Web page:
Wages of Fear (le Salaire de la Peur) Henri-George Clouzot (Fr 1953) Yves Montard; Charles Vanel; Vera Clouzot Viewed Star and Shadow Cinema 8 Dec 2013; ticket price: £5 Requiem for white trash….requiem for us all… Clouzot’s Wages of Fear is a filmic probe into the colonial and neo-colonial relations between the West and the developing world in the latter half of the twentieth century. Although film contains superbly crafted action sequences, its power derives from two defining elements. The scenario written as a series of beautiful and powerful metaphors: insects, the dusty town, the trucks the lake of oil the fire. And secondly its action is never detached from its driving theme: exploitation. The opening setting is in some Central American country, an arid clapboard sun bleached small town in the middle nowhere: but close to oil. The opening shot of the movie is a condensed visual symbol of the film’s theme, a movement image, a tracking shot that links the initial close up to the wide perspective. In close up a clutch of insects, scorpions perhaps, murderously crawl over each other in a hollow in the ground, scooped out of the dust. As the camera pulls back we see that each of these venomous creatures is attached by a piece of string to a small wooden frame held in the hand of a small boy. The child has these creatures, which could kill him, by the balls. Distracted by something happening in the street, he yanks up the stick frame, leaving the creatures spinning helplessly in mid air. A perfect expression of what is going on in this place. Clouzot’s camera, in this tracking shot as elsewhere in the film uses the shot to pull together disparate images into one idea. The function of the town is to supply the oil industry with cheap labour. Seen through the eyes of the white trash marooned in the town, the first part of Clouzot’s movie establishes the economic realities of a rentier economy. The oil company controls everything. They hold all the strings. They decide who works. The men in the town supply the non unionised cheap labor to the company: they either send remittances back or they come back as corpses. The white trash gaze on with indifference as a woman angered by the return of nine shrouds, pours out a political tirade of scorn and condemnation of the oil company. Her anger attracts and raises a crowd who temporarily overrun the company guards. But they are a demoralised people and lack the resources to sustain a prolonged struggle. If the town and its people are the fulcrum of exploitation, then the poor whites represent an expendable but useful alternative resource: a sort of social counter balance. The whites also have lives of little value, but their need to define themselves apart from and as essentially different from the natives, gives them a certain value to the company for certain types of dirty work. Today they are mercenaries hired by companies such as Blackwater. In Wages of Fear, they are the drivers of the death trucks. Wages of Fear divides into two parts. The first part, realist in representation, establishes the town as two groups of people with separate relations, states of mind and attitudes vis a vis the Oil Company. The second part, focusing on the whites, depicts their journey of terror as they ferry nitroglycerine to the blown out oil wells. Much of this second part is shot so that it has an abstract quality. Even the final ordeal of driving the truck through through the lake of black oil, has an abstracted metaphysical resonance. Like evil the black slime overwhelms Joe and Mario. In the image of the oil spill we see they ( and us) are drowning in forces of corporate capitalism, which penetrates into the totality of being. In this second half of the film, the focus is on the abstracted interior of the cab of the trucks. As the landscapes ghost by in the headlamps, it is in these compressed psychic spaces where the schizo states of mind of the men play out. Living with the possibility of death at every jolt and hole in the road, goaded by the promise of a huge cash payment, the scenes in the darkened cabs take place at the intersection of the men’s fear and desire; the forces that finally kill them. The forces exploited and controlled by oil. But although the forces set to work by Clouzot have an abstract quality, his actors, in particular Yves Montard as Mario, bring,with their bodies, a raw physicality to their roles. They are flesh and blood. In contrast to Anglo Saxon world, France in the pre 60’s period presented an open minded attitude towards homosexuality (at least in Parisian arts circles). Acceptance of homosexuality tended towards its quasi glamorous representation, emphasising the cerebral rather than the physical. Clouzot breaks out from these artsie boundaries. The mercenaries are rough trade. Their gender doesn’t define their sexuality. Ingenuous acceptance of homoerotic relations, is part of who the men are. Clouzot places this undifferentiated sexuality at the core of his characters. The physicality between men pressed together in the tiny cabs, is emphatically realised when Big Joe, the macho guy with the gun, adopts the passive role of the woman. Mario ends up treating Joe with the same callous indifference with which he treated Linda.. Vera Clouzot the director’s wife, plays the part of Linda. With her painfully thin waif like figure she represents a terrifying but almost comic book figure of frailty. In Wages of Fear the men have scorned women, and she is little more than an object of Mario’s abuse. But she is also the foil for her husband’s black Bunuelesque anti religious humour, that runs through the script. As Linda prays fervently, like Viridiana, in a scene of mawkish religious sentimentality, she looks up and sees the soles of the shoes of one of the white trash who has hung himself suspended from the beam above her. In the penultimate scene Clouzot presents his final visual metaphor. The shots of the fires at the well head. It is an apocalyptic vision of hell: raging fire, black smoke. A vision of the where the big oil companies and the world of oil, are taking us. As if to say the Gods whom we serve are implacable and will destroy us: if not today then tomorrow. Be warned. adrin neatrour adrinuk@yahoo.co.uk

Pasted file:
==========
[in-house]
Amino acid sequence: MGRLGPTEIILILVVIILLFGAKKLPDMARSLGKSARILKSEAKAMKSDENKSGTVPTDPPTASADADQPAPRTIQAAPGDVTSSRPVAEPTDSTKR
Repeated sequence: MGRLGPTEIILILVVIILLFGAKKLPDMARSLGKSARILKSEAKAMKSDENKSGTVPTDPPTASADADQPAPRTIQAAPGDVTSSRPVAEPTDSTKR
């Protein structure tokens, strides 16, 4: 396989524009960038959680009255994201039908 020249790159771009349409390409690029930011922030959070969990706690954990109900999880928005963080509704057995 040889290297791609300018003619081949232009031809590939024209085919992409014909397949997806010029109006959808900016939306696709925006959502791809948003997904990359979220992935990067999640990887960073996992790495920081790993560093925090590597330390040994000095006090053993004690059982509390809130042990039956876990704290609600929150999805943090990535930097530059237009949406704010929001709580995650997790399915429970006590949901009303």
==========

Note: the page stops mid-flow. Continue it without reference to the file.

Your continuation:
Author: Adrin Neatrour